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District (9)

This isn’t a film review, mostly because I find film reviews tiresome (both to read and to write), and it certainly isn’t a critical analysis. The entire critical aim seems misplaced in film, or at least is confined to its own pleasures, like collage-making is only loosely connected to magazines. But perhaps it is a film reaction. And if you haven’t seen the film, skip what follows below because surely there are to be important plot points involved.

District 9 seems a satire of the highest order, which explains perhaps many of the difficulties film reviewers have in grasping the film. When I say of the highest order, I mean that it exploits the form of its presentation as the very mode of ambiguity which is to serve as the abuse  of the film. Caught within humor, genre identification (and alternation), and outright CGI impress, the viewer becomes morally and interpretatively transfixed in a way not easily remembered in film. Kubrick has abused us this way, and sometimes in Verhoeven and Gilliam – before that we have to enter in kitsch. Part The Office, part Robcop, part Videodrome, District 9  bores into us with repeated templates of consciousness, until lastly we are stripped nude…or our nudity is exposed as a trope. What is recalled is the Holocaust, not as figure, but as allegory, and AS allegory its very form resonates with a kind of crude, trans-historical specificity. Again and again through the film you feel as if you “get it”, you get what the director/writer/actor is trying to, even didactically, say. But then the text, the very text of its enunciation is ripped out from under you in the oddest fashion, through boredom and repetition, or through Cronenberg-like flattenings out into flesh, and Spielberg/Cameron oscillations between humanized spectacle and explosive chase. Indeed as much as we want to will that this film is about aliens, or really political aliens, one would have to commend that it is about technology, our flesh, and the eros between.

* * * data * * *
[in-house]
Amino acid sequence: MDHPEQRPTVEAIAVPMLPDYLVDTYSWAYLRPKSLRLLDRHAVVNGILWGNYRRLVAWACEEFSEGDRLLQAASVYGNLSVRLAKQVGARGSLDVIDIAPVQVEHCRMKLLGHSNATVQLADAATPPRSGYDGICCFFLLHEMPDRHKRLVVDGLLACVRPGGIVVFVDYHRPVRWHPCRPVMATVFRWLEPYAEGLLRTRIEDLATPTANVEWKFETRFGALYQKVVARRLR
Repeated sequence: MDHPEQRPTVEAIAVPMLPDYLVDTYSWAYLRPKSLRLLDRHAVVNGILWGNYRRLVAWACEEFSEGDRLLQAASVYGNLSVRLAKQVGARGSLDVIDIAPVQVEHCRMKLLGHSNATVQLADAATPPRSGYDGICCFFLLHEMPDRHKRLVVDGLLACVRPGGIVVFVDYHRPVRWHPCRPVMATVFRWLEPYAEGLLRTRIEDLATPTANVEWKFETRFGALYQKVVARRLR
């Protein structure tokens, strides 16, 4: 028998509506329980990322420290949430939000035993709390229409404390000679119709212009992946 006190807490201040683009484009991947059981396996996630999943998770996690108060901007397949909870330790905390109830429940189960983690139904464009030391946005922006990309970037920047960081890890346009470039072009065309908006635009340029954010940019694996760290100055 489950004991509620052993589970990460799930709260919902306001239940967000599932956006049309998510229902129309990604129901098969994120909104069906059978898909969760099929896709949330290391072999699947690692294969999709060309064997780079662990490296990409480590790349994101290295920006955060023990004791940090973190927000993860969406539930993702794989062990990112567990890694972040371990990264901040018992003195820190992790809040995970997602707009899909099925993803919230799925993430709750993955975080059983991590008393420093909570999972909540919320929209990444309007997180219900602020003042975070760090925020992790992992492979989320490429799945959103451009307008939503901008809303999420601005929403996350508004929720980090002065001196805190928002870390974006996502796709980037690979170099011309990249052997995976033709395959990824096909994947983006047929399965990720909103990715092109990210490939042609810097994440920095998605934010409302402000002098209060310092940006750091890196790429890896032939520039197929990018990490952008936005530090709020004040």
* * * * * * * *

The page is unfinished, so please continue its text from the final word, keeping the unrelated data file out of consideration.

There is so much to be said about this film, but one should note that the very “inhuman” human character Wikus only becomes human after, first he has been infected by the distilled blood within alien technology, and then, finally, when he “puts on” ἐνεδύσασθε the Aliens (Ripley) cybernetic suit. This, coupled with the very armature of the the satirical structure perhaps shows the way towards an ethical human future that involves a technological irony. What is beautiful about this film is that it takes the no-doubt genetic narrative flaws inherented from its film-short origins, a core of cartoonish characters, and allegorizes both our history and our future, weaving the very schema of our racisms and ethnocentric reactionary impulses into the flesh of technology and love.

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